Close

Does this project spark your interest?

Become a member to follow this project and don't miss any updates

SatNOGS - Global Network of Ground Stations

SatNOGS is an open source ground station and network, optimized for modularity, built using affordable tools and resources.

22 317 218
Enjoy this project?
Share on twitter   Share on Facebook

This project was created on 06/04/2014 and last updated 16 days ago.

Description
SatNOGS project is a complete platform of an Open Source Networked Ground Station. The scope of the project is to create a full stack of open technologies based on open standards , and the construction of a full ground station as a showcase of the stack.
SatNOGS provides the basis for:

Bulk manufacturing and deployment of affordable Satellite Ground Stations
Modular design for integration with existing and future technologies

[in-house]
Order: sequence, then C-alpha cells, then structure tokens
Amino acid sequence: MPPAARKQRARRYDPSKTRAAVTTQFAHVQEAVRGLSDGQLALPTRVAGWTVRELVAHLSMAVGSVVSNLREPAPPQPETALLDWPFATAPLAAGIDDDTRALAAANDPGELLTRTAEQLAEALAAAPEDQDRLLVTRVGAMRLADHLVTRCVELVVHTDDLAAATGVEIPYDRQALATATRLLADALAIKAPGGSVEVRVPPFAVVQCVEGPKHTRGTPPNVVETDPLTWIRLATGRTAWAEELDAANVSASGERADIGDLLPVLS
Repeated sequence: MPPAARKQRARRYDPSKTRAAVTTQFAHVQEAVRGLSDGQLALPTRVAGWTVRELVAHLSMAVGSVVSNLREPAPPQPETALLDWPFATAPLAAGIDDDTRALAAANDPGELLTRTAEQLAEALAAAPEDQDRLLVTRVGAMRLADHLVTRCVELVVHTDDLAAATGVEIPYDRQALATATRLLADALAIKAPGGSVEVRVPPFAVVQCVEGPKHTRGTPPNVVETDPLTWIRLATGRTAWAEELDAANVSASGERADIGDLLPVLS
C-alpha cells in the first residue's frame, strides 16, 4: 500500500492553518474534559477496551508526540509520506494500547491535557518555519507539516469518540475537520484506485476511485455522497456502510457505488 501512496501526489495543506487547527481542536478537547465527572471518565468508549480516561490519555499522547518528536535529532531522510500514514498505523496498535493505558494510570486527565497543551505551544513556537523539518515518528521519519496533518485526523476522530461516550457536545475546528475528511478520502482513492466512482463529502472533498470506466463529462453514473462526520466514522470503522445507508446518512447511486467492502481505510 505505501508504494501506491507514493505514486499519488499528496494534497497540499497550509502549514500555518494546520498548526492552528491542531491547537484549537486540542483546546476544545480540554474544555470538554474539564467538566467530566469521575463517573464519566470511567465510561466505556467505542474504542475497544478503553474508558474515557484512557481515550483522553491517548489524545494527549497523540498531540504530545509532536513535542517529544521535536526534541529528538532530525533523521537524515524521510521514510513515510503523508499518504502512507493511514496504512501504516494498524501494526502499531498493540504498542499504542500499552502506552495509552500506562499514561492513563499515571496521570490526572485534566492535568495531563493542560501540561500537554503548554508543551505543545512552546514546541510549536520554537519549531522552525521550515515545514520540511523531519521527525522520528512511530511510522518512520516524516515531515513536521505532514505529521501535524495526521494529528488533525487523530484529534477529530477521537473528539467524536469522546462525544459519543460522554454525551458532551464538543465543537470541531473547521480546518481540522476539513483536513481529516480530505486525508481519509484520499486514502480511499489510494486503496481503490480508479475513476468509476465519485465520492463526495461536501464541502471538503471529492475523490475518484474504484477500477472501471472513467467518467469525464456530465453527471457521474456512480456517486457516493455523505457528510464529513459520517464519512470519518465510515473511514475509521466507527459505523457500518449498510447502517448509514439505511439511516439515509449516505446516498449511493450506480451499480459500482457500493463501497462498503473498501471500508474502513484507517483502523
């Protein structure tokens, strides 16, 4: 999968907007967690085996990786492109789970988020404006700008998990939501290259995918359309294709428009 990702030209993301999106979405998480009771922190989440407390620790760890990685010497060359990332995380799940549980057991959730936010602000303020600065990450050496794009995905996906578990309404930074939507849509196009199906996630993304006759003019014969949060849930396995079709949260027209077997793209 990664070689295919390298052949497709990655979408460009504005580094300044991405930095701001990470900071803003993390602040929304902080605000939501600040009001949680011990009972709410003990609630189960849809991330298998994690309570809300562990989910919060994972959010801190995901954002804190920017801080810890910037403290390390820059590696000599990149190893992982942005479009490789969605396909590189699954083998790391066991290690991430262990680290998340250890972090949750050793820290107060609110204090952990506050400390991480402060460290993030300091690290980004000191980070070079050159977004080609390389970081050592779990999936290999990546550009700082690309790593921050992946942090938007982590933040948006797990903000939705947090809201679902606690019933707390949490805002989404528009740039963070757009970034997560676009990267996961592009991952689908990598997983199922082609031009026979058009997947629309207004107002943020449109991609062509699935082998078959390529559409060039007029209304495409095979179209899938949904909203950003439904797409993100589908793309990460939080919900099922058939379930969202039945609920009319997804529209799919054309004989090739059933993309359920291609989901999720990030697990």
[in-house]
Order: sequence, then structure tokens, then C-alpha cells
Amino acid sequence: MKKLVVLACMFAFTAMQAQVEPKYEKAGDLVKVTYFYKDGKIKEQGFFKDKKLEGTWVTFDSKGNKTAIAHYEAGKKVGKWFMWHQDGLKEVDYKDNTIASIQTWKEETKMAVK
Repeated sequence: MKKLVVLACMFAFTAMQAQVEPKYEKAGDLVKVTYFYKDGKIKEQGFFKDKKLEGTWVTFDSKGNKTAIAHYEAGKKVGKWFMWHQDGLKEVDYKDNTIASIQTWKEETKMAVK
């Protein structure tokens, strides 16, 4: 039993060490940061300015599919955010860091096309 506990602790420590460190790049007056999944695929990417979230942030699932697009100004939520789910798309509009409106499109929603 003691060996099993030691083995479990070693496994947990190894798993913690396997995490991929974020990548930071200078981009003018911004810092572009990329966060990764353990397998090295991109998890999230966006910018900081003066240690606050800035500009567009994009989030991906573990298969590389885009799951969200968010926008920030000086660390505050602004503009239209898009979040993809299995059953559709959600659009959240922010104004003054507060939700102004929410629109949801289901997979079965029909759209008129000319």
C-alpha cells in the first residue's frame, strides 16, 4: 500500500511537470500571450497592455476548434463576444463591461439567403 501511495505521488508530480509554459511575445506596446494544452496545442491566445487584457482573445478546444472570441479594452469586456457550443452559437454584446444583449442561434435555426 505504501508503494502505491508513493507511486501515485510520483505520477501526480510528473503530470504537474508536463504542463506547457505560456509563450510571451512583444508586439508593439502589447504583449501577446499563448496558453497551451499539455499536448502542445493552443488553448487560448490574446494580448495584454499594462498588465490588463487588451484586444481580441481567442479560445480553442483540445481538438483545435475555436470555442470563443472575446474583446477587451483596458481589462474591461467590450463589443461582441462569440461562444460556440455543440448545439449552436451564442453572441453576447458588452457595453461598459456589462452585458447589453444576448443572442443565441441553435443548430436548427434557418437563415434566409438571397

A platform for a variety of instrumentation around Satellite Ground Station operations
A firm platform for a Ground Station collaborative network (one to one, one to many, many to many)
A community based approach on Ground Station development
A solution for massive automation of operator-less Ground Stations based on open standards

Check out our documentation on the website for detailed info.
Details

SatNOGS is a modular and scalable stack for Satellite Ground Station implementation. Fully based on open source technologies and open standards, it provides interoperability with existing or future subsystems.

A Global Management Network is the key part of our stack, connecting multiple observers with multiple ground stations enabling tracking and monitoring of satellites from multiple locations around the world. The data gathered will be publicly accessible through the network website.

The following System Design visualization depicts all subsystems of the reference implementation of a SatNOGS Ground Station.

Components
  • 2 × Stepper Motor NEMA 14 or NEMA 17
  • 2 × 3D printed Gear Assembly Check our repo for designs